But their primary current goal is to knock Netanyahu out of the prime minister’s chair and to keep him out.
Even if Netanyahu and the Likud are knocked out of power, there is a good chance that they would support major changes to the legal establishment from the opposition.
Their support would be more than enough to offset no votes from Labor and Meretz.
It is not at all clear that Lapid or Blue and White’s Benny Gantz, assuming it makes the next Knesset, would fight such a change if it came from Sa’ar and was designed not to have an impact on Netanyahu’s trial.
There are two reasons for this.
One, as stated above, Mandelblit himself and a rising number of legal establishment figures have reduced their opposition, provided that it does not impact Netanyahu’s trial.
The majority of the legal establishment would still oppose the change. Former attorney-general Yehuda Weinstein, who is a conservative or a moderate on most policy issues, still thinks the change is a bad idea.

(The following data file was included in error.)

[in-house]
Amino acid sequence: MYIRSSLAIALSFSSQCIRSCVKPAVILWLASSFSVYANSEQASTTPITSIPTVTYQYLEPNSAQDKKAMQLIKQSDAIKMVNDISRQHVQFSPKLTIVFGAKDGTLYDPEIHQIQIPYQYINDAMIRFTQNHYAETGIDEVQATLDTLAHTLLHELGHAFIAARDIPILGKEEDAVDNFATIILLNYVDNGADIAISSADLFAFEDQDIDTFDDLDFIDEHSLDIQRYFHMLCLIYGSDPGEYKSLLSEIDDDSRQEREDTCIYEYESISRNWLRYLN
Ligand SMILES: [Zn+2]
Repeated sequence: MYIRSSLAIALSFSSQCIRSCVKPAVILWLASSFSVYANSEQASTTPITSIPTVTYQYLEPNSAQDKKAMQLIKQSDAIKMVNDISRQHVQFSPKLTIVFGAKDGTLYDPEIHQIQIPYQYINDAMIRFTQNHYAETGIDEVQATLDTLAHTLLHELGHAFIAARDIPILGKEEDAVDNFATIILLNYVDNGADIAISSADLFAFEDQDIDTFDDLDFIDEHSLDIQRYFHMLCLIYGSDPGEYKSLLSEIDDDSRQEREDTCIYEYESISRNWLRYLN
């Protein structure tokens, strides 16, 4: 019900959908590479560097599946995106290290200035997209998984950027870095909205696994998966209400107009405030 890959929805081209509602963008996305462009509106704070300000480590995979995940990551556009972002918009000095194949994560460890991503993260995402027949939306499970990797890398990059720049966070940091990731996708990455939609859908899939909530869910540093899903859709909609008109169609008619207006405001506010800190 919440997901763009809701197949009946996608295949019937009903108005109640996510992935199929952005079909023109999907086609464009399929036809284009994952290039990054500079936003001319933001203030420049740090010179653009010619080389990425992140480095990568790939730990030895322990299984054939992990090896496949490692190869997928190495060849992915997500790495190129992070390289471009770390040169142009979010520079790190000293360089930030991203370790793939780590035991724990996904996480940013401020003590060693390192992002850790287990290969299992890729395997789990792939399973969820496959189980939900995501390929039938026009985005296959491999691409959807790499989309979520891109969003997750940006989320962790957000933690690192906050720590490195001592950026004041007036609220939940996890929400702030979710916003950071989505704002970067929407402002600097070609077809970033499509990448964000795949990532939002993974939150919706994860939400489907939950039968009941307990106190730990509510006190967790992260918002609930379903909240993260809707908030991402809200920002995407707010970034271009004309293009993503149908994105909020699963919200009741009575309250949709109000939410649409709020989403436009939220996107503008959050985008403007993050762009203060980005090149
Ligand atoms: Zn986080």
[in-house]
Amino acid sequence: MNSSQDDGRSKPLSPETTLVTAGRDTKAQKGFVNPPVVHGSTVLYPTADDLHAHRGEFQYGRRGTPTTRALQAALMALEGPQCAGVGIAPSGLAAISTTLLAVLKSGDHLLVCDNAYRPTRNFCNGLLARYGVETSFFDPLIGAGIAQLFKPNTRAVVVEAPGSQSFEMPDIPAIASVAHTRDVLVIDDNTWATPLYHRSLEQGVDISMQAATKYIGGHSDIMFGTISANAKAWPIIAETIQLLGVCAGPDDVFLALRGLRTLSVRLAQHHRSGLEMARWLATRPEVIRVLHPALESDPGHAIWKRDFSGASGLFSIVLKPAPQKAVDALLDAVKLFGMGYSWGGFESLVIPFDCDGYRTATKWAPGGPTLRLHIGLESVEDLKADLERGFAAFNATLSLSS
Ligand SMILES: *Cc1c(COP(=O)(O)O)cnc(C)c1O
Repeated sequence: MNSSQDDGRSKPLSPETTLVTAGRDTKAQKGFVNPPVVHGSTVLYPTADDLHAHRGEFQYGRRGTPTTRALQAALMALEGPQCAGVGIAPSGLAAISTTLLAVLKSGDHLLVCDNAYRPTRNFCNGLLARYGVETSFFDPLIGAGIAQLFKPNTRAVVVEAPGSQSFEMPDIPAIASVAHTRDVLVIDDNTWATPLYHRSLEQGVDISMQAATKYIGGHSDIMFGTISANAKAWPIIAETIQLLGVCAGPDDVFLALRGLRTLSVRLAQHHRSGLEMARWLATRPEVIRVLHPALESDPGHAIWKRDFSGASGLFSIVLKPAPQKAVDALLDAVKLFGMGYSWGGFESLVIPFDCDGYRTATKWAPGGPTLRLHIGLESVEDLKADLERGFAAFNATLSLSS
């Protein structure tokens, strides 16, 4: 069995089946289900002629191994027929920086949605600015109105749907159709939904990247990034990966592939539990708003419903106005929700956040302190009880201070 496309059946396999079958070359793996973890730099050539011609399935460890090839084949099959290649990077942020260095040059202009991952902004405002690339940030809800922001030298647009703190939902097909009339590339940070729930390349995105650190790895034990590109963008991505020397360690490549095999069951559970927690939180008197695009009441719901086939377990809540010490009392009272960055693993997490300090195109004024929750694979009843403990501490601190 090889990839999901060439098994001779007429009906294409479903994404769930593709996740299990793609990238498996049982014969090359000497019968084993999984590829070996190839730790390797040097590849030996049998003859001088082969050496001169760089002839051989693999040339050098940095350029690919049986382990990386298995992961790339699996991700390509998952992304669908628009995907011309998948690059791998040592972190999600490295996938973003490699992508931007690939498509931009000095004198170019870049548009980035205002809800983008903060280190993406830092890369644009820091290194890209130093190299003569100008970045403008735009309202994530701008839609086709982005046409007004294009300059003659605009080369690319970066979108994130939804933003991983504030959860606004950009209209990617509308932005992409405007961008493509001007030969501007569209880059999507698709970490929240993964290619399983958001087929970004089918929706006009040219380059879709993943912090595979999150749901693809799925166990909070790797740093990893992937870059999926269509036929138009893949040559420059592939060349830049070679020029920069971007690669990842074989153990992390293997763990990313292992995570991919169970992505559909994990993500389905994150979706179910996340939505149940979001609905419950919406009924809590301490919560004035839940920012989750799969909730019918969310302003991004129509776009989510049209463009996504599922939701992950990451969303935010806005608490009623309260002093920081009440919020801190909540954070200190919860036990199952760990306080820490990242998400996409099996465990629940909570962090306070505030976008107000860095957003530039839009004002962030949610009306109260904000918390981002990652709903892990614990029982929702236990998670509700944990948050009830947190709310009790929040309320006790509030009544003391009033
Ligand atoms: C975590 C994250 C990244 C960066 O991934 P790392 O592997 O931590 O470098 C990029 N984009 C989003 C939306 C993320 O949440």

But if there is reduced opposition from the legal establishment, then the question will not be seen necessarily as having to protect the Attorney-General’s Office from corrupt interference, but rather as part of a long-standing scholarly debate.
If such a point is reached, the truth is that neither Lapid or Gantz are particularly liberal about the legal establishment.
Both have broken with the courts on a number of ideological issues, and when they justify their rejection of changes to the legal establishment, they do not use Labor Party leader Merav Michaeli’s ideological preference for a progressive attorney-general and judges.
Rather, they say they want to protect the legal establishment from corrupt intervention by Netanyahu.
Minus Netanyahu, their views seem pretty close to former prime minister Yitzhak Rabin, who generally respected the judicial branch, but was not above circumventing it or comparing the High Court of Justice to B’Tselem in giving him headaches.
So whether regarding the Attorney-General’s Office or creating some new limits on the High Court’s jurisdiction, the likelihood of change being on the way is far higher in 2021 than it has been in a generation.